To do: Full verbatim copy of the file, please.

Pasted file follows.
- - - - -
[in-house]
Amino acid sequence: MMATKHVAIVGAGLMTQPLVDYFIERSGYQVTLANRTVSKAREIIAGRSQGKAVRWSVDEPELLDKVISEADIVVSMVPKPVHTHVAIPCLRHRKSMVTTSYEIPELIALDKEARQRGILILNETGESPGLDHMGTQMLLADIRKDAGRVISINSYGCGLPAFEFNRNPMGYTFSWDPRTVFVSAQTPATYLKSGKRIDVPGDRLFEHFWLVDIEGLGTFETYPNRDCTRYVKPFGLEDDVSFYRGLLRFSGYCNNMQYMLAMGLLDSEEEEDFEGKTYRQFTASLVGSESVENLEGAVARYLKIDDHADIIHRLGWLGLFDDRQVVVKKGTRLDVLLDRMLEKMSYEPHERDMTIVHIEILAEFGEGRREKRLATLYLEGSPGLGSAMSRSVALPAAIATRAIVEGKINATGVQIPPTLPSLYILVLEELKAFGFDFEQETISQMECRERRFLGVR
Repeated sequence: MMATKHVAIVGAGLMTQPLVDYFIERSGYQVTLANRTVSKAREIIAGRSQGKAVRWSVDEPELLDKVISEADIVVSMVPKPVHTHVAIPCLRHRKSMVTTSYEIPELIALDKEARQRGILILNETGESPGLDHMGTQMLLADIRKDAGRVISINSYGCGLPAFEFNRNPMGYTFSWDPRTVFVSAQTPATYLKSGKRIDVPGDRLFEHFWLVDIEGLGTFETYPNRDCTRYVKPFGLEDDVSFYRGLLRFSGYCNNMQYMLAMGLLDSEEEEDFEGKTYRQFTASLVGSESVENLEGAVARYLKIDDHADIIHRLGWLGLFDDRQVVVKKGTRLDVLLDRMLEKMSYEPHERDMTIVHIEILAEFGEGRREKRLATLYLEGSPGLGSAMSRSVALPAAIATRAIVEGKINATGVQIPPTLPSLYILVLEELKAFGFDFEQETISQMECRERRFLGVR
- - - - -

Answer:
[in-house]
Amino acid sequence: MMATKHVAIVGAGLMTQPLVDYFIERSGYQVTLANRTVSKAREIIAGRSQGKAVRWSVDEPELLDKVISEADIVVSMVPKPVHTHVAIPCLRHRKSMVTTSYEIPELIALDKEARQRGILILNETGESPGLDHMGTQMLLADIRKDAGRVISINSYGCGLPAFEFNRNPMGYTFSWDPRTVFVSAQTPATYLKSGKRIDVPGDRLFEHFWLVDIEGLGTFETYPNRDCTRYVKPFGLEDDVSFYRGLLRFSGYCNNMQYMLAMGLLDSEEEEDFEGKTYRQFTASLVGSESVENLEGAVARYLKIDDHADIIHRLGWLGLFDDRQVVVKKGTRLDVLLDRMLEKMSYEPHERDMTIVHIEILAEFGEGRREKRLATLYLEGSPGLGSAMSRSVALPAAIATRAIVEGKINATGVQIPPTLPSLYILVLEELKAFGFDFEQETISQMECRERRFLGVR
Repeated sequence: MMATKHVAIVGAGLMTQPLVDYFIERSGYQVTLANRTVSKAREIIAGRSQGKAVRWSVDEPELLDKVISEADIVVSMVPKPVHTHVAIPCLRHRKSMVTTSYEIPELIALDKEARQRGILILNETGESPGLDHMGTQMLLADIRKDAGRVISINSYGCGLPAFEFNRNPMGYTFSWDPRTVFVSAQTPATYLKSGKRIDVPGDRLFEHFWLVDIEGLGTFETYPNRDCTRYVKPFGLEDDVSFYRGLLRFSGYCNNMQYMLAMGLLDSEEEEDFEGKTYRQFTASLVGSESVENLEGAVARYLKIDDHADIIHRLGWLGLFDDRQVVVKKGTRLDVLLDRMLEKMSYEPHERDMTIVHIEILAEFGEGRREKRLATLYLEGSPGLGSAMSRSVALPAAIATRAIVEGKINATGVQIPPTLPSLYILVLEELKAFGFDFEQETISQMECRERRFLGVR